One of the strains of being black in a white society is being lumped in with people you have nothing in common with.
You might be a vegan, but youâ€™re supposed to like ribs, not arugula. You might be Catholic, but all the news pundits are driveling on about the â€˜black prophetic traditionâ€™. Even if you canâ€™t get a date, you are presumed to be a sexual libertine. You have to listen to white people like Don Imus affect a â€˜blackâ€™ accent. Then when you, a black person, try to speak, you canâ€™t get heard because youâ€™re not saying what youâ€™re expected to say.
Well, gentle reader, I never thought Iâ€™d feel your pain. And Iâ€™m not presuming to say I feel it now, but I think Iâ€™m being stereotyped and I donâ€™t like it.
Hillary Clinton, who once was a credit to her race, is trying to lump me in with people who vote based on color, or the sound of someoneâ€™s name, or a class resentment that favors one millionaire over another because they drink the right beer.
I miss the early days of the campaign, when both candidates took the high road. I remember listening to interviews on NPR with black women who said they were leaning to Hillary. They liked her record, they trusted her experience, they were thrilled that a women had a shot at the Presidency. Other women, old guard white feminists, were leaning to Obama. They liked his message of change, his roots in community organizing, his success at bringing people together.
In the early days we had two good candidates, and a real choice. What a contrast to the Republican clown car. But right from the start, Sen. Clinton was playing â€˜gotchaâ€™ and jumping on sound bites. When â€˜Obambiâ€™ started getting too far ahead, he became â€˜arrogantâ€™. Soon he was looking down on â€˜people like usâ€™. Clintonâ€™s play on class resentment quickly slid to a naked appeal to white majority power. There are more of us, she seems to be saying, and we will vote our race prejudice in November in numbers large enough to hand the Republicans four more years. Unless you vote for me. Iâ€™m white.
All of us whites will fall in line. Except the arugula eaters, and Chardonnay sippers. Except the ones who went to college, and the blue-staters, and the atheists and the queers and the urbanites who see too many in their cities taken down by handguns. And the ones who watch the news. The ones who are sick of the past eight years of lies and have not heard enough honest opposition to this war from the senator who claims the most experience. And, oh yeah, the ones who read the blogs. You think that adds up?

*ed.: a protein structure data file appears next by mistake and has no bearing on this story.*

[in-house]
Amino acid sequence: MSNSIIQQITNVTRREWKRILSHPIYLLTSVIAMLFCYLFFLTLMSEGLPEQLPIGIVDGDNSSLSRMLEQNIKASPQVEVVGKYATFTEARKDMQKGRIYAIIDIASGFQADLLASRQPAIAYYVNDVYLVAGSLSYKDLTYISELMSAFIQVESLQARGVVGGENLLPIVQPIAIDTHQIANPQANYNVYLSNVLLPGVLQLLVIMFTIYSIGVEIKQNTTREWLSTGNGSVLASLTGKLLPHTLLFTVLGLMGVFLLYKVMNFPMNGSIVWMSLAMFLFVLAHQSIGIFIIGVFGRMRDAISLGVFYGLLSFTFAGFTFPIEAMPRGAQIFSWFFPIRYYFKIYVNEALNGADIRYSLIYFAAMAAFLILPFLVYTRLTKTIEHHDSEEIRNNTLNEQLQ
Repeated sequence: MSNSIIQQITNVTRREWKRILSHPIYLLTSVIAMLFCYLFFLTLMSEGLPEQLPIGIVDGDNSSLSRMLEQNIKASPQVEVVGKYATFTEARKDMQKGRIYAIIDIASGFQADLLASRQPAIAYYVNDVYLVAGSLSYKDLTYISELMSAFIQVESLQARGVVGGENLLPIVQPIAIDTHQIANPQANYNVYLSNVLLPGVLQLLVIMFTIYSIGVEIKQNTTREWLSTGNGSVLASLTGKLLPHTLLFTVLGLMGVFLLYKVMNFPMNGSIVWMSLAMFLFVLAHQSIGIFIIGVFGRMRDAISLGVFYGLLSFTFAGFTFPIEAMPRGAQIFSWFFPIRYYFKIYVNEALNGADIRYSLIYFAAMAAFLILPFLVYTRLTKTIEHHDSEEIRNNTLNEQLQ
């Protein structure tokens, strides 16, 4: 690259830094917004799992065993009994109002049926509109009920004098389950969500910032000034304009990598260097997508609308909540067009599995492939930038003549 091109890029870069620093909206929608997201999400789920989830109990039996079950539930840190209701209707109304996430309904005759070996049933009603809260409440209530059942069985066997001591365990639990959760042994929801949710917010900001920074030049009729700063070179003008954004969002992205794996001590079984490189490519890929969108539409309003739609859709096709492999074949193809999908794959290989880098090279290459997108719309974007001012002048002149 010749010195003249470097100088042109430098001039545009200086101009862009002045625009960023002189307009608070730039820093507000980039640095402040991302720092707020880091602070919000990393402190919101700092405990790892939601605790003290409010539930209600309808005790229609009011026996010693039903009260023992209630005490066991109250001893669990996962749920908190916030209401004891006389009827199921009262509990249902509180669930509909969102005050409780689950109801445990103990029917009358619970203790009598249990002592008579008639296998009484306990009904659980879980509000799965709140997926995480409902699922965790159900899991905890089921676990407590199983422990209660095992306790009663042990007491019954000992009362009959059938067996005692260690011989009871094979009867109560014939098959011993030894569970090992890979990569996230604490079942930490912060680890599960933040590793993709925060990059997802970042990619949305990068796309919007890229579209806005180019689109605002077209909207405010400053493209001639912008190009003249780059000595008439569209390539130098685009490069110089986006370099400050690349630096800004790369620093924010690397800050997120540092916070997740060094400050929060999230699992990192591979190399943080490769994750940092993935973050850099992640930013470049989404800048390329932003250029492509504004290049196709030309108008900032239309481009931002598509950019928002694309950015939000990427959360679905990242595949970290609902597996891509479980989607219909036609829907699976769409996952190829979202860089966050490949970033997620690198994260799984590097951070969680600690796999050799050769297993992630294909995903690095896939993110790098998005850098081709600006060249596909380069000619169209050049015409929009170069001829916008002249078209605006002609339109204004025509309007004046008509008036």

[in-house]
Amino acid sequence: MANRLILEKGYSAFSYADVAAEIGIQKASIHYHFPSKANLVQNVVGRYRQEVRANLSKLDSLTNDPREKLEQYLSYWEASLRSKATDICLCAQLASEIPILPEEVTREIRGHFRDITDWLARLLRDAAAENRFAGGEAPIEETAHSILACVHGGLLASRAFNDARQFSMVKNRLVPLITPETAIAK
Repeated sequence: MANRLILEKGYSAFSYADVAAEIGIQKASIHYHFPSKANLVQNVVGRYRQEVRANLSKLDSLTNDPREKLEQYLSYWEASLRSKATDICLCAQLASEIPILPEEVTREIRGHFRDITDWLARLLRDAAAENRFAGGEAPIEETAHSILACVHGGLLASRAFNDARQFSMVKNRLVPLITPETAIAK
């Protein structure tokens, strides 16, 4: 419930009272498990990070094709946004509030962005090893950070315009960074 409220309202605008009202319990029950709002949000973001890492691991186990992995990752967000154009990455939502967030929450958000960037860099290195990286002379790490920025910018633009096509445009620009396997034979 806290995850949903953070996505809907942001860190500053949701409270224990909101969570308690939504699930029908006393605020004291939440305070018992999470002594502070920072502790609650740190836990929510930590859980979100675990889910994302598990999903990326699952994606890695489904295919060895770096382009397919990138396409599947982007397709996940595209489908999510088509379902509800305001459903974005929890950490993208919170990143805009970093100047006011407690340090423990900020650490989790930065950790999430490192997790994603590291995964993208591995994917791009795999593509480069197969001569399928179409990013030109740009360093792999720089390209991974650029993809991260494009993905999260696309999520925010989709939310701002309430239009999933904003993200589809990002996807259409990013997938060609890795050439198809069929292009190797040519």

Even in the case of the good people of West Virginia– a great president once said that you canâ€™t fool all of the people all of the time. Just because a voter didnâ€™t go to college doesnâ€™t mean sheâ€™s stupid. I think itâ€™s clear to everyone that all our candidates are part of an elite. Regular people donâ€™t go jetting all over the country trying to get elected President.
In fact, we had better elect someone elite. Weâ€™ve had two terms of a dumb President, and heâ€™s handed our national wealth to his rich friends and sent our troops to die in two foreign wars without making us one bit safer than we were in 2001.
Certainly there are white racists, and not just in Appalachia. But they are outnumbered by the white voters who are looking for good leadership, who are looking for answers to our problems with employment, health care, and a war that drains our blood and treasure. White people donâ€™t need a nudge and a wink, and a pat on the back. We donâ€™t need condescension. We, like everyone else in this country, need to move into the 21st century without wearing the sins of the past like a ball and chain.
So knock it off, Hillary. I am more working-class than you. I like beer and arugula. I empty bedpans if that is what the job requires, and I blog in my spare time. I donâ€™t need to be talked down to. If an appeal to prejudice works for you, itâ€™s to the detriment of our country. So stop it. Youâ€™re dragging down the race.